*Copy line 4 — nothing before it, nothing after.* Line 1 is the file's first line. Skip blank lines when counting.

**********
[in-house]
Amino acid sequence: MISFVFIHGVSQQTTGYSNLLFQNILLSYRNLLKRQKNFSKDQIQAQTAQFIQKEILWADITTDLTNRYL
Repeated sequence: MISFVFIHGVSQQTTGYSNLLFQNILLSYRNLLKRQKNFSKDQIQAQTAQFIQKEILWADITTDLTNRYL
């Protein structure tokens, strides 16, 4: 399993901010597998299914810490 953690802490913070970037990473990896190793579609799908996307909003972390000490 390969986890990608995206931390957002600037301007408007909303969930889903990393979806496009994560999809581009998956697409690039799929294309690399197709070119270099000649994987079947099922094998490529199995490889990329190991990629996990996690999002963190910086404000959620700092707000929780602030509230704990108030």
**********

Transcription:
């Protein structure tokens, strides 16, 4: 399993901010597998299914810490 953690802490913070970037990473990896190793579609799908996307909003972390000490 390969986890990608995206931390957002600037301007408007909303969930889903990393979806496009994560999809581009998956697409690039799929294309690399197709070119270099000649994987079947099922094998490529199995490889990329190991990629996990996690999002963190910086404000959620700092707000929780602030509230704990108030």